Consumer Financial Protection Bureau building in Washington, D.C. June 4, 2013. Photo by Diego M. Radzinschi/THE NATIONAL LAW JOURNAL

Updated 10:08 p.m.

A top Consumer Financial Protection Bureau official on Sunday night sued the Trump administration to block the appointment of Mick Mulvaney as the temporary director of the independent agency. The lawsuit forces a judge to confront a clash over who should rightfully lead the agency as the White House looks to nominate a permanent replacement for Richard Cordray.

Leandra English. Credit: Credit Union National Association.

Leandra English, named deputy director of the consumer bureau last week, asked a federal judge to declare that Mulvaney, director of Office of Management and Budget, is not the agency’s acting director and order the Trump administration to “refrain from appointing any individual to the position of Acting Director of the Consumer Financial Protection Bureau.”

The lawsuit comes just days after Cordray elevated English, his chief of staff, to the deputy role—a promotion that was meant to put her in line to become acting director. Hours after Cordray announced his resignation, effective Nov. 24, Trump appointed Mulvaney to lead the CFPB, setting the stage for a battle over the leadership of an agency Republicans and financial services advocates have assailed and supporters have applauded as a champion for consumers.

“The talented and hard-working CFPB staff stand up for consumers every day. As acting director, I am filing this lawsuit to stand up for the CFPB,” English said in a statement Sunday.

The conflicting appointments have thrown the transition of power at the CFPB—the first since the agency was created through the Dodd-Frank financial reform law—into a state of confusion, prompting questions about how the agency will operate with two people claiming to be its rightful leader.

English, who filed her lawsuit with personal lawyers, argued the Trump administration doesn’t have authority to name an acting director. Her lawsuit focused on a section of the Dodd-Frank Act that states the agency’s deputy director will “serve as acting director in the absence or unavailability of the director.”

Cordray had referenced that section of Dodd-Frank in an email to CFPB staff on Friday, writing that English “will become the acting director pursuant to section 1011(b)(5) of the Dodd-Frank Act.”

“Effective at midnight on November 24, 2017, the bureau’s first director, Richard Cordray, resigned his post. At that point, plaintiff Leandra English, the bureau’s deputy director, became the agency’s acting director by operation of law. The Dodd-Frank Act is clear on this point: It mandates that the Deputy Director ‘shall . . . serve as the acting Director in the absence or unavailability of the Director,’” wrote English’s lawyer, former CFPB attorney Deepak Gupta of Washington’s Gupta Wessler.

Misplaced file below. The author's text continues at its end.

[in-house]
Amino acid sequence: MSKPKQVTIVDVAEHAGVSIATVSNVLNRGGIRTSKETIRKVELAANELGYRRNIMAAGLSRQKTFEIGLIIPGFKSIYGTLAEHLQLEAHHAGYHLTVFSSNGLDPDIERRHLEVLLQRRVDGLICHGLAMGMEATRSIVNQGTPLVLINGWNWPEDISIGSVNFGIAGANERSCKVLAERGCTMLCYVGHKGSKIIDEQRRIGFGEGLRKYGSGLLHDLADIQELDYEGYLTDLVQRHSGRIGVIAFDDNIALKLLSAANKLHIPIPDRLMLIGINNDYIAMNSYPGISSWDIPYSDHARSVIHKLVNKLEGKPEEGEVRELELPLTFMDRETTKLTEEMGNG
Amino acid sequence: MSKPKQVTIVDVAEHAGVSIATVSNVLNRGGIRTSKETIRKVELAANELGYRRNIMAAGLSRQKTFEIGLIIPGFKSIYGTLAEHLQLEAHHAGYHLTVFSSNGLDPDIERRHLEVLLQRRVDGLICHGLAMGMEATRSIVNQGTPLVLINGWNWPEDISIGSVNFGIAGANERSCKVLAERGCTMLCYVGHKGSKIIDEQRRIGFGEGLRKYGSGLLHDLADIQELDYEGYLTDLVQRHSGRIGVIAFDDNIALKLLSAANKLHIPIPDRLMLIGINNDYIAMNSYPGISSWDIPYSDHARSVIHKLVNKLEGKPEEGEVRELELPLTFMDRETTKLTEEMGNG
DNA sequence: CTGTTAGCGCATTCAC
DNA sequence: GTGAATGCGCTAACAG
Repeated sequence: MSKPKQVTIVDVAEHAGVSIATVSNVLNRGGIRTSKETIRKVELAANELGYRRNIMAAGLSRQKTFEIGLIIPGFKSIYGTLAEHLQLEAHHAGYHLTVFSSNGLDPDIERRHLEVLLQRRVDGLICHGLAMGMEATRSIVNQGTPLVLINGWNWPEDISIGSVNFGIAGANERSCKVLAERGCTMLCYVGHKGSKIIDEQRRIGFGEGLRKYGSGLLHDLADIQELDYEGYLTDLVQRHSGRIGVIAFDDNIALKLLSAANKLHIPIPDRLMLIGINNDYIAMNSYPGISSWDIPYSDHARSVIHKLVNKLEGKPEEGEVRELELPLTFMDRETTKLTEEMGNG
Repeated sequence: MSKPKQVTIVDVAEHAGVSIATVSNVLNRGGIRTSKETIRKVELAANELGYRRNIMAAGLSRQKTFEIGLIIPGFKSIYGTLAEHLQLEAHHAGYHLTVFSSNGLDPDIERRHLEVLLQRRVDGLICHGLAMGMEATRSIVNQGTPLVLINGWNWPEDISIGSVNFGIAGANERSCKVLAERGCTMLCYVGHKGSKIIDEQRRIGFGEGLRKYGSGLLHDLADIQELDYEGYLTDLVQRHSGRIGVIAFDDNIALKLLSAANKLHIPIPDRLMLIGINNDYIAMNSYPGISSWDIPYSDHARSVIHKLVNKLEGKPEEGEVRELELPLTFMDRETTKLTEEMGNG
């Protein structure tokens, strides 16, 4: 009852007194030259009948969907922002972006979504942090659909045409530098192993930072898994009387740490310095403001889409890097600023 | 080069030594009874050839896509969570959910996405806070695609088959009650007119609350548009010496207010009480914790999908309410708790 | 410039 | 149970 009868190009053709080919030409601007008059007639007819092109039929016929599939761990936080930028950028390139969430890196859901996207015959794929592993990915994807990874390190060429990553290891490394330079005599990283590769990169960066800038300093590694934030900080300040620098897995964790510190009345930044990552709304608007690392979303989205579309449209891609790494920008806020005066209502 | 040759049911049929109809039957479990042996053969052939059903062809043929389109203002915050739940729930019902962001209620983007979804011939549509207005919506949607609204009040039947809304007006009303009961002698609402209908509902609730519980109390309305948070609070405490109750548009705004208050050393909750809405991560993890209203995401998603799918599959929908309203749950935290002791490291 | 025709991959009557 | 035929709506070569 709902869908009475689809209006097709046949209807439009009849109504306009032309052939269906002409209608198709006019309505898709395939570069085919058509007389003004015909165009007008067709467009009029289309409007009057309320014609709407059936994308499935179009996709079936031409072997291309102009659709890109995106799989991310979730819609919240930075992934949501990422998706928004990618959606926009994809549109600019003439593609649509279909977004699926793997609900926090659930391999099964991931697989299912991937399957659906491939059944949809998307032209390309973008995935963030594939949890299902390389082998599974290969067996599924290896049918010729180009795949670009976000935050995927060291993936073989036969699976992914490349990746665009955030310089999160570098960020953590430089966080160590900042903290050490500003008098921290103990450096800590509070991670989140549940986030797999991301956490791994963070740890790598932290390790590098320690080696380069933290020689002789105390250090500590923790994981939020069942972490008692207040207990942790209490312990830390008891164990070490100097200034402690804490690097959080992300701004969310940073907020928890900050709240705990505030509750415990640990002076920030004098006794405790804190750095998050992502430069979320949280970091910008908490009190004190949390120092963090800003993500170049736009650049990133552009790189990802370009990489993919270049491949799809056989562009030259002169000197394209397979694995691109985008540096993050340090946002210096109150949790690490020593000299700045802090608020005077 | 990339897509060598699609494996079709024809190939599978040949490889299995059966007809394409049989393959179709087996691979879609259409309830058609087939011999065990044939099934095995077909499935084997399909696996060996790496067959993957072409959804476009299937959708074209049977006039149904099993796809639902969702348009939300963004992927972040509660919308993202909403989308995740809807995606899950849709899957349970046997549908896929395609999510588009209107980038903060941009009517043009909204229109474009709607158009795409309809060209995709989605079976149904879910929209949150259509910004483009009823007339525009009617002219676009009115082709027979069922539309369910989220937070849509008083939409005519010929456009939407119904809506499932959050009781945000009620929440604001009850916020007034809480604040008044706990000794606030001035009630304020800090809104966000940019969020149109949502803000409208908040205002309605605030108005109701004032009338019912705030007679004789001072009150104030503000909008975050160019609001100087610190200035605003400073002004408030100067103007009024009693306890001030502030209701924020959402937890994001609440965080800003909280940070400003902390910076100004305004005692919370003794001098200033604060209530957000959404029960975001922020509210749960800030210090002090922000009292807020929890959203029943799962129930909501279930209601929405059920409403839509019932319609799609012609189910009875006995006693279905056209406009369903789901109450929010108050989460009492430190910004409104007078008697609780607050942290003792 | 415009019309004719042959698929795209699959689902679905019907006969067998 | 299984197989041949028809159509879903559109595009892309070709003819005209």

“By statute, she serves in that capacity until such time as the president appoints and the Senate confirms a new director,” Gupta wrote in the complaint.

The White House asserted authority to designate an acting CFPB director under the Federal Vacancies Reform Act, which allows the president to appoint any Senate-confirmed official to fill certain vacancies. The Justice Department’s Office of Legal Counsel published an opinion Saturday supporting the White House’s interpretation of the Federal Vacancies Reform Act.

In the court papers filed Sunday, English argued the succession language in Dodd-Frank expressly dictates the deputy director step in to lead the CFPB in the event of the director’s departure. By attempting to install Mulvaney as the acting director, lawyers for English argued, Trump unlawfully moved to undercut the independence of the CFPB.

Mulvaney serves in his Senate-confirmed role at the pleasure of the president. The CFPB director serves a five-year term and can only be removed “for cause,” meaning the president cannot readily fire the agency’s leader. That provision in the agency’s structure is the centerpiece of a pending case in the U.S. Court of Appeals for the D.C. Circuit.

“Disregarding this statutory language, President Trump issued a press release on the evening of November 24 indicating his desire to install defendant Mulvaney, the director of the White House Office of Management and Budget, as the bureau’s acting director,” Gupta wrote. “Under this scenario, Mr. Mulvaney would seek to serve indefinitely as the interim head of a statutorily ‘independent’ agency while simultaneously occupying his current White House post.”


The lawsuit Leandra English filed is posted below:

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